Out of all the football teams, Crystal Palace has the most progressive rock sounding name. In the early-mid 80s I used to live in Crystal Palace (Upper Norwood) and it is rumoured the players used to hang out in the Holly Bush, a five minute walk up Gipsy Hill from the flat I used to live in at the time. But progressive rock doesn’t really go with football because prog isn’t about a mob mentality. When I started to go to Selhurst Park regularly I’d get tickets as close to Block A of the Lower Holmesdale stand as I possibly could, just for the vibe. This was the section frequented by the hardcore supporters and, at the time, close to the seating reserved for the away support. Detached, I’d watch the fans get carried away, frequently abusing their own team for underperforming and creating an atmosphere that had a tendency to normalise sexist, racist, homophobic and other unpalatable behaviours, despite the signs warning that the use of offensive language would result in ejection from the ground. Though it’s improved over the years, with racism pretty much eliminated from the crowd at Palace, there remains work to be done to further reduce unacceptable behaviour and unforgivable vulgarity.


CPFC season ticket
CPFC season ticket

The club may have survived in the Premier League for a run of five seasons (and counting) but the inevitable pessimism that accompanies Palace fans on the rollercoaster ride as the team yo-yos between the top two divisions, flirts with relegation into the third tier and goes into receivership, twice, and hires and fires managers runs counter to the ethos of early 70s progressive rock. Test match cricket is probably more in tune with prog, requiring patience, considerable thought, lasting five days and being incomprehensible to many. Sadly, cricket has become commercialised in the fight to survive and new forms of the game have the same relationship to former test matches as 90125-era Yes had to the classic line-up of 1972. Furthermore, pessimism associated with supporting a team, whatever the sport, seems to be an English disease.


So is there any sort of link between soccer and prog? I can’t imagine any footballer being conversant with progressive rock, although Palace goalkeeper and cult hero Julián Speroni has been known to attend the after-show parties of London heavy-rock outfit Thunder. It may be that somewhere out in Italy one of the players knows something about the genre because it's embedded in the nation’s psyche. I’m quite tempted to get a ticket for a Genoa CFC home game (the oldest club in Italy, founded 7th September 1893) next time I’m in Liguria during the football season: their strip is in the same colours as Crystal Palace and, despite nine championship titles, seem to spend their time oscillating between Serie A and Serie B.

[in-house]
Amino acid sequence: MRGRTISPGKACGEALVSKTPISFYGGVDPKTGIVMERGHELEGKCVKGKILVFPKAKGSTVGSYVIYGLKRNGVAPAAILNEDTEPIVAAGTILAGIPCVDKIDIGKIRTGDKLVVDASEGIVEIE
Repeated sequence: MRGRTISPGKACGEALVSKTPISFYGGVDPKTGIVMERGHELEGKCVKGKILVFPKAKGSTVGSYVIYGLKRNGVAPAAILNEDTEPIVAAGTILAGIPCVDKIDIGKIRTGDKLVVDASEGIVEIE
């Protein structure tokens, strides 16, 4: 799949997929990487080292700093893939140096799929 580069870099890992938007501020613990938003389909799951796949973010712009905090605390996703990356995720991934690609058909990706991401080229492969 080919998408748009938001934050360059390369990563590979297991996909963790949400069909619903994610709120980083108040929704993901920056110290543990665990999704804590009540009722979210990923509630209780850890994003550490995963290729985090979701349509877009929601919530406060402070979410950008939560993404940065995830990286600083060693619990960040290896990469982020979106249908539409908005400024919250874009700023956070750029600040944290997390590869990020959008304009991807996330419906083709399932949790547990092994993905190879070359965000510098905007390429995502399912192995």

Crystal Palace FC vs Inter Milan - pre-season friendly 270705
Crystal Palace FC vs Inter Milan - pre-season friendly 270705

Those high up in the politics of the game have attempted to make soccer more inclusive, if only to attract corporate sponsors, but I still think songs about football tend to be more rock ‘n’ roll, more Rod Stewart than King Crimson, a music more mainstream than prog, despite Focus’ Hocus Pocus being used by sportswear manufacturer Nike for an advert during the 2010 World Cup. Genesis released an out-take EP of songs that didn’t make it on to Wind and Wuthering in 1977 that included the song Match of the Day, a surprising homage to the beautiful game and an encouragement to spend your Saturday on the terraces. Back in 1973, Peter Gabriel used extensive football metaphors in The Battle of Epping Forest and, to his great credit, held an anti-apartheit festival at Selhurst Park in 1983, but Match of the Day from the Spot the Pigeon EP (its cover sleeve displaying a photo from a spot the ball competition) was a straightforward song about football as lifestyle; Genesis even managed to get in a football reference in Mad Man Moon from A Trick of the Tail “...For a gaol can give you a goal and a goal can find you a role / On a muddy pitch in Newcastle...”